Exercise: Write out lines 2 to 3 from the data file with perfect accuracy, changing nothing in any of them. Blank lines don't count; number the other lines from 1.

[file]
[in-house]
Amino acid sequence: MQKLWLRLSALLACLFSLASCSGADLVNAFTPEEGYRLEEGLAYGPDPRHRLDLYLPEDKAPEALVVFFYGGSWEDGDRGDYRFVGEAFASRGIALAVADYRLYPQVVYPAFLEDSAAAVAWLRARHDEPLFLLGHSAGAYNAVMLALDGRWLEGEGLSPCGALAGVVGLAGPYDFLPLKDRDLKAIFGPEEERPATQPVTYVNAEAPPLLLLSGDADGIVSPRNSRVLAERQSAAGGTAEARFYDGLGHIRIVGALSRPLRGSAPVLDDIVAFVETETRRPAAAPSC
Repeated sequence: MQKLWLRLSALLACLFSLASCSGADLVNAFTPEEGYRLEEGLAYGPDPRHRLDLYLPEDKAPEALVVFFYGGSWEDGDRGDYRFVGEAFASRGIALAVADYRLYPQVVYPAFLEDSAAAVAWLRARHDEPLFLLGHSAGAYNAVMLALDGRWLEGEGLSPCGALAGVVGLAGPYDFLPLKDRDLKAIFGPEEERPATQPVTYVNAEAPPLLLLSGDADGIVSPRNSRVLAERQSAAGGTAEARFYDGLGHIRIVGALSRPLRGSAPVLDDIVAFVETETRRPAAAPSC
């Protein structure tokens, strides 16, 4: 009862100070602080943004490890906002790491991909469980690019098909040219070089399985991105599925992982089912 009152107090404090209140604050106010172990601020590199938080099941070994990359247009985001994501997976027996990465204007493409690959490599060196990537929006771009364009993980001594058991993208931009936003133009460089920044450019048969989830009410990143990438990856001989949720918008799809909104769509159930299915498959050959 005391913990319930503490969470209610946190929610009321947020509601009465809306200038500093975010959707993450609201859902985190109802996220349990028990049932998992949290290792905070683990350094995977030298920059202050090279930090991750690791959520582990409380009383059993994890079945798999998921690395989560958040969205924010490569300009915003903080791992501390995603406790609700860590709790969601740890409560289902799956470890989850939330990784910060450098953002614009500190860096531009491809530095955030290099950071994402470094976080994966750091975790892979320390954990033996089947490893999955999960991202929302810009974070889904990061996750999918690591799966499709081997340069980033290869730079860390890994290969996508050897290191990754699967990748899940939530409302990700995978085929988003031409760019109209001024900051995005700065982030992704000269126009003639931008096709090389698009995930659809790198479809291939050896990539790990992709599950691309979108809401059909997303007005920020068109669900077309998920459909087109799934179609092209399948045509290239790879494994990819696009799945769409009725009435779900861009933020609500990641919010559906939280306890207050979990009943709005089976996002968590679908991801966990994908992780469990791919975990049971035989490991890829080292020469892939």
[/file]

Amino acid sequence: MQKLWLRLSALLACLFSLASCSGADLVNAFTPEEGYRLEEGLAYGPDPRHRLDLYLPEDKAPEALVVFFYGGSWEDGDRGDYRFVGEAFASRGIALAVADYRLYPQVVYPAFLEDSAAAVAWLRARHDEPLFLLGHSAGAYNAVMLALDGRWLEGEGLSPCGALAGVVGLAGPYDFLPLKDRDLKAIFGPEEERPATQPVTYVNAEAPPLLLLSGDADGIVSPRNSRVLAERQSAAGGTAEARFYDGLGHIRIVGALSRPLRGSAPVLDDIVAFVETETRRPAAAPSC
Repeated sequence: MQKLWLRLSALLACLFSLASCSGADLVNAFTPEEGYRLEEGLAYGPDPRHRLDLYLPEDKAPEALVVFFYGGSWEDGDRGDYRFVGEAFASRGIALAVADYRLYPQVVYPAFLEDSAAAVAWLRARHDEPLFLLGHSAGAYNAVMLALDGRWLEGEGLSPCGALAGVVGLAGPYDFLPLKDRDLKAIFGPEEERPATQPVTYVNAEAPPLLLLSGDADGIVSPRNSRVLAERQSAAGGTAEARFYDGLGHIRIVGALSRPLRGSAPVLDDIVAFVETETRRPAAAPSC